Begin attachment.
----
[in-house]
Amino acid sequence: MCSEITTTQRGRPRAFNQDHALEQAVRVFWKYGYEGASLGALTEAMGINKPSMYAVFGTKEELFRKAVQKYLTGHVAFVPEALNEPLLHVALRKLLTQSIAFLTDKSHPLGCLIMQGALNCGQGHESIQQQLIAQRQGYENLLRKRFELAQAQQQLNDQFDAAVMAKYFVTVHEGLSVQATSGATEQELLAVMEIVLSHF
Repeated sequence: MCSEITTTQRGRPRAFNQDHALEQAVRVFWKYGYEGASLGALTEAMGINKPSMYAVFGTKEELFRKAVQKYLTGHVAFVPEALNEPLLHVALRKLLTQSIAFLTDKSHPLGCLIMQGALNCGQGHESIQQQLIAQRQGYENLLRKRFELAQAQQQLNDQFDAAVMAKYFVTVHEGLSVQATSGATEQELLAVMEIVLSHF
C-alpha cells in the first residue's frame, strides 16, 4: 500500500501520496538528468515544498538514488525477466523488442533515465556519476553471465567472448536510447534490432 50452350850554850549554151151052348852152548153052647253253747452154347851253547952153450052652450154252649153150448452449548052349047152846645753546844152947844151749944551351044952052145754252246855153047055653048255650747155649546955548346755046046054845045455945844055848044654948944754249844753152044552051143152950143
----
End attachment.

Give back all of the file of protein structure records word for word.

[in-house]
Amino acid sequence: MCSEITTTQRGRPRAFNQDHALEQAVRVFWKYGYEGASLGALTEAMGINKPSMYAVFGTKEELFRKAVQKYLTGHVAFVPEALNEPLLHVALRKLLTQSIAFLTDKSHPLGCLIMQGALNCGQGHESIQQQLIAQRQGYENLLRKRFELAQAQQQLNDQFDAAVMAKYFVTVHEGLSVQATSGATEQELLAVMEIVLSHF
Repeated sequence: MCSEITTTQRGRPRAFNQDHALEQAVRVFWKYGYEGASLGALTEAMGINKPSMYAVFGTKEELFRKAVQKYLTGHVAFVPEALNEPLLHVALRKLLTQSIAFLTDKSHPLGCLIMQGALNCGQGHESIQQQLIAQRQGYENLLRKRFELAQAQQQLNDQFDAAVMAKYFVTVHEGLSVQATSGATEQELLAVMEIVLSHF
C-alpha cells in the first residue's frame, strides 16, 4: 500500500501520496538528468515544498538514488525477466523488442533515465556519476553471465567472448536510447534490432 50452350850554850549554151151052348852152548153052647253253747452154347851253547952153450052652450154252649153150448452449548052349047152846645753546844152947844151749944551351044952052145754252246855153047055653048255650747155649546955548346755046046054845045455945844055848044654948944754249844753152044552051143152950143